For there is hope of a tree,
if it be cut down,
that it will sprout again,
and that the tender branch thereof will not cease.
Though the root thereof wax old in the earth,
and the stock thereof die in the ground;
Yet through the scent of water it will bud,
and bring forth boughs like a plant.
Once there was an oak tree
that clung to a crag on a mountainside.
The wind swept its crest,
and the snows and rains tore at its soil.
Its roots ran along a pathway
and were trampled by the feet of men.
But the rain and the snows an down the mountain,
and the oak tree was dying of drought.
Patiently and persistently
its underground tendrils and gone
forth in every direction for relief.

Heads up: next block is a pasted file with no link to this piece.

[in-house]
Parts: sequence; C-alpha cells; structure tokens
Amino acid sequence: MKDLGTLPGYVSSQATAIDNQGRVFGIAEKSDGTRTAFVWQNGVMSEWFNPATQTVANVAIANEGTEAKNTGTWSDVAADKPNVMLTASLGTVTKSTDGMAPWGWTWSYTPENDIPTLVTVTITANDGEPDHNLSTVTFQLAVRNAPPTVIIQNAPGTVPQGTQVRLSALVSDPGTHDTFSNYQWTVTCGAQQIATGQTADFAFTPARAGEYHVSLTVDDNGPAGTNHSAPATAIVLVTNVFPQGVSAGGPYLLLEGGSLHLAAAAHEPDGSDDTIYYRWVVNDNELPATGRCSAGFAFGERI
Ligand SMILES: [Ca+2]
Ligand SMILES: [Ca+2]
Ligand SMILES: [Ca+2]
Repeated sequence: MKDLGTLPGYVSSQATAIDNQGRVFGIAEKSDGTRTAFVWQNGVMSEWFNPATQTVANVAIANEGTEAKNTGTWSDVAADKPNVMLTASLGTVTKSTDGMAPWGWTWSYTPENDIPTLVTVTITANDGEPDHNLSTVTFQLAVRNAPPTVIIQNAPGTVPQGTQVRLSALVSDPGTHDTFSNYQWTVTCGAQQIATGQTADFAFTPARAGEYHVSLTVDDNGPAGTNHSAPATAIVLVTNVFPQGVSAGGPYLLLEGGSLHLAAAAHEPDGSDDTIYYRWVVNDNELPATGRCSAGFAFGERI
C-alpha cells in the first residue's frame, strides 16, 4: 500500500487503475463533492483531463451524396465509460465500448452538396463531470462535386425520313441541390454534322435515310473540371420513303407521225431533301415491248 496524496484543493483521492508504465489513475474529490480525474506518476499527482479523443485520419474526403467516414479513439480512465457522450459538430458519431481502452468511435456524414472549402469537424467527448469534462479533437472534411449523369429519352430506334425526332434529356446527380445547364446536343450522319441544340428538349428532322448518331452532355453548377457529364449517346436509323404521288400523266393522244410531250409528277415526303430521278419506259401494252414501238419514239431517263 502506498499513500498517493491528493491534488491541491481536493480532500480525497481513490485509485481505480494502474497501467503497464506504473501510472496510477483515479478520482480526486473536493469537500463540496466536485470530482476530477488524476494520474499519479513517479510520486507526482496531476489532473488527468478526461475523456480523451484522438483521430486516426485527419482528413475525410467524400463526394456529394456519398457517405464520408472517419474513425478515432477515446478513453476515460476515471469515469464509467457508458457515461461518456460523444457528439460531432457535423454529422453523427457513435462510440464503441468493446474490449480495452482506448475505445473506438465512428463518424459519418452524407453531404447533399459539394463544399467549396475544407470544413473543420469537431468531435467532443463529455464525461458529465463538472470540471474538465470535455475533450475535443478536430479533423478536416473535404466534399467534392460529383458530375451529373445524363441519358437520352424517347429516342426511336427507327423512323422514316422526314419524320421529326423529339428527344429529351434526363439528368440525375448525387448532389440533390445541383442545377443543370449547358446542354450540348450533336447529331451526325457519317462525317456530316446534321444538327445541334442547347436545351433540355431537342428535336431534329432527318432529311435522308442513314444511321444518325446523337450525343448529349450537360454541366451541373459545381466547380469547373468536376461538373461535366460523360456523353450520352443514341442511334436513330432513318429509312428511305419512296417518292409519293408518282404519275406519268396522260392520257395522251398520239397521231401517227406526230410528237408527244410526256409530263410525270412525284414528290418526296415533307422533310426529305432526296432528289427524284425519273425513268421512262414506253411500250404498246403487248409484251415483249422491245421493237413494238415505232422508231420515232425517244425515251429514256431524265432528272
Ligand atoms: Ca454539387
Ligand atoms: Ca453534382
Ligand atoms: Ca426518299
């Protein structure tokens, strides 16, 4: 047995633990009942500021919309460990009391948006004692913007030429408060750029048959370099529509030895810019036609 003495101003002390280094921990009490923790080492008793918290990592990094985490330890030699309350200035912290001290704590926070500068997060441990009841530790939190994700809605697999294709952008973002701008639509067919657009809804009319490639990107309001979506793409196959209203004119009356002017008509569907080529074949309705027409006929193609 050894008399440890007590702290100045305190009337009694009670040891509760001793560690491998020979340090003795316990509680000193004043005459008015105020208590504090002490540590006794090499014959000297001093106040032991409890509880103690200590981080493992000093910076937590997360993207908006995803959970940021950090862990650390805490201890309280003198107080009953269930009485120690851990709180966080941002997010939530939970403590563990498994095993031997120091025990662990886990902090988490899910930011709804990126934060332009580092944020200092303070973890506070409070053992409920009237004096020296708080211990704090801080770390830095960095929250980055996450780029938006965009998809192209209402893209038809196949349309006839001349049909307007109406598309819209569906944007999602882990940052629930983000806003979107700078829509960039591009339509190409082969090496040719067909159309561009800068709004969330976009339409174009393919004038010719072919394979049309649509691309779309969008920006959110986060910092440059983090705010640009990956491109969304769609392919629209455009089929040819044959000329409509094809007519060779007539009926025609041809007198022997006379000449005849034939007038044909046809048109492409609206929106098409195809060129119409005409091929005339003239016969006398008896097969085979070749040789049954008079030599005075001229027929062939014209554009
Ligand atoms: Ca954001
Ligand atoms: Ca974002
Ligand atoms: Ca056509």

All its power was put into the quest
by which it would save its life.
And, by and by,
the roots reached the mountain spring.
The faithful stream that touched the lips of man and beast
ran up the trunk and laved the branches
and gave new life to the utmost twig.
The tree stood in the same place;
it met the same storms;
it was trodden by the same hurrying feet.
but it was planted by the rivers of water
and its leaf could not wither.
Out into the same old life
you must go today as ever,
but down underneath you can be nourished
by the everlasting streams of God.
Travelers returning from Palestine report
that beneath the streets of Shechem
there are rivers flowing.
During the daytime it is impossible
to hear the murmuring of the waters,
because of the noise.
But when night comes
and the clamor dies away
then can be heard
the music of the hidden rivers.
Are there not “hidden rivers” flowing
under the crowded streets of our 20th century life?
If we can be assured that there is still the music
of deep-flowing waters beneath
all the noise and tumult of the working hours,
we can walk the way of the conqueror.
Listen for the river of peace . . . Today
With my prayers, desiring yours, Leslie